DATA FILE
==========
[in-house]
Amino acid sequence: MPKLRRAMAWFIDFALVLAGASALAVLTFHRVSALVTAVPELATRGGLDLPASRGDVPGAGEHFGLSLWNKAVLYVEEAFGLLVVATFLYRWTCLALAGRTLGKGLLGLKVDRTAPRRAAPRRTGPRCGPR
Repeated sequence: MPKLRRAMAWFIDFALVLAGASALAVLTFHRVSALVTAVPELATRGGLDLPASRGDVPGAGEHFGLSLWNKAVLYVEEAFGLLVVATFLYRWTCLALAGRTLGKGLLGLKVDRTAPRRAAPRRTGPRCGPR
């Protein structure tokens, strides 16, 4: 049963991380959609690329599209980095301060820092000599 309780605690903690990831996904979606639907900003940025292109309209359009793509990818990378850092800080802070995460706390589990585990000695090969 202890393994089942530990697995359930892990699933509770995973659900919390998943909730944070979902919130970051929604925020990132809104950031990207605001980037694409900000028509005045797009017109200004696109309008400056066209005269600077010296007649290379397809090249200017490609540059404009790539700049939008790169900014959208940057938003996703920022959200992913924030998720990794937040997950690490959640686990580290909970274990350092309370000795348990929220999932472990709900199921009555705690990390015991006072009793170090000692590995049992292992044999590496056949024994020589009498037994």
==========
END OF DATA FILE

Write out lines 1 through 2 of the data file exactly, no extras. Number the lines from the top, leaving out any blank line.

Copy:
[in-house]
Amino acid sequence: MPKLRRAMAWFIDFALVLAGASALAVLTFHRVSALVTAVPELATRGGLDLPASRGDVPGAGEHFGLSLWNKAVLYVEEAFGLLVVATFLYRWTCLALAGRTLGKGLLGLKVDRTAPRRAAPRRTGPRCGPR